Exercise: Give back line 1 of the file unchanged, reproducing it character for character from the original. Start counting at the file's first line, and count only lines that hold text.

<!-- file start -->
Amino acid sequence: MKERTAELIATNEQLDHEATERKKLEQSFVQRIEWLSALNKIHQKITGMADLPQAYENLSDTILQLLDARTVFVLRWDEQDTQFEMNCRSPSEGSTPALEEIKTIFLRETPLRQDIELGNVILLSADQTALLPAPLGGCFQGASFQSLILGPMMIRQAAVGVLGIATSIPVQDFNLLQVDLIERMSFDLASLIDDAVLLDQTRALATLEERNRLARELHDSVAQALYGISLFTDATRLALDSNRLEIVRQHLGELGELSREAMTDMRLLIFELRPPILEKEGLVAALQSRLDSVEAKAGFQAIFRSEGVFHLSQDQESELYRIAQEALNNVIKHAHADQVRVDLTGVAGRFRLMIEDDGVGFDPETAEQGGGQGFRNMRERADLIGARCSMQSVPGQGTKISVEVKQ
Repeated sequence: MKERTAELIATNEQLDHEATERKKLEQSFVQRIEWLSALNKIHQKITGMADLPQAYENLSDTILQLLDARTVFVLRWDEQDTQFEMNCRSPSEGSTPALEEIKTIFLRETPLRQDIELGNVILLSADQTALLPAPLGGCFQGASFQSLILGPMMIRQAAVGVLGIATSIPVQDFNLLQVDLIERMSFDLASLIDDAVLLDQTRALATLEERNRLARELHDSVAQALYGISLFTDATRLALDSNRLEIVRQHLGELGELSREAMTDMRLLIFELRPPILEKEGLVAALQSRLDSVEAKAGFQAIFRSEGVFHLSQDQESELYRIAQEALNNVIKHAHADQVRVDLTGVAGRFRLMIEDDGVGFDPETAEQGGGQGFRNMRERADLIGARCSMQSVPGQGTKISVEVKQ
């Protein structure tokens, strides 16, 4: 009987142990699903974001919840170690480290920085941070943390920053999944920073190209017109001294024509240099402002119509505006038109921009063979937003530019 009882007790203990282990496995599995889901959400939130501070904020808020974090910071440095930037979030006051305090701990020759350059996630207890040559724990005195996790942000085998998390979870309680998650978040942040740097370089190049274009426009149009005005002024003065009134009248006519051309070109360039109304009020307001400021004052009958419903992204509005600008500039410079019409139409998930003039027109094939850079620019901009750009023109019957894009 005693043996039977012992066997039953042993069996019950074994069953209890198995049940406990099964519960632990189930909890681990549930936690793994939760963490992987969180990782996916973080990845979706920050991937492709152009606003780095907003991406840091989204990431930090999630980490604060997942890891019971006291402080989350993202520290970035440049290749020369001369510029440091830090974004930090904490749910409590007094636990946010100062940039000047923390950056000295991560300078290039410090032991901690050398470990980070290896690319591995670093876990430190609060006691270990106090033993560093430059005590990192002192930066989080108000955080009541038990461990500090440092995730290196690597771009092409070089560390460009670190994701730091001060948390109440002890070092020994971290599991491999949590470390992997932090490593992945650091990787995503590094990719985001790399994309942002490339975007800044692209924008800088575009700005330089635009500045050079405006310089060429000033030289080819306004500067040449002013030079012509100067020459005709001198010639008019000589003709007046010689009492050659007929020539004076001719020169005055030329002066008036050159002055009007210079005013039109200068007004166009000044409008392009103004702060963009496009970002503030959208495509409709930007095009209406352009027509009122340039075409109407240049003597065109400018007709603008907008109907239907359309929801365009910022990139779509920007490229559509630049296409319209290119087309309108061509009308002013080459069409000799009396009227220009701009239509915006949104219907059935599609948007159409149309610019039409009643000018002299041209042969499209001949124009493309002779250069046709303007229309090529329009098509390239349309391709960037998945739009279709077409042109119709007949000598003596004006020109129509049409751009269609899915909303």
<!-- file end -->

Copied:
Amino acid sequence: MKERTAELIATNEQLDHEATERKKLEQSFVQRIEWLSALNKIHQKITGMADLPQAYENLSDTILQLLDARTVFVLRWDEQDTQFEMNCRSPSEGSTPALEEIKTIFLRETPLRQDIELGNVILLSADQTALLPAPLGGCFQGASFQSLILGPMMIRQAAVGVLGIATSIPVQDFNLLQVDLIERMSFDLASLIDDAVLLDQTRALATLEERNRLARELHDSVAQALYGISLFTDATRLALDSNRLEIVRQHLGELGELSREAMTDMRLLIFELRPPILEKEGLVAALQSRLDSVEAKAGFQAIFRSEGVFHLSQDQESELYRIAQEALNNVIKHAHADQVRVDLTGVAGRFRLMIEDDGVGFDPETAEQGGGQGFRNMRERADLIGARCSMQSVPGQGTKISVEVKQ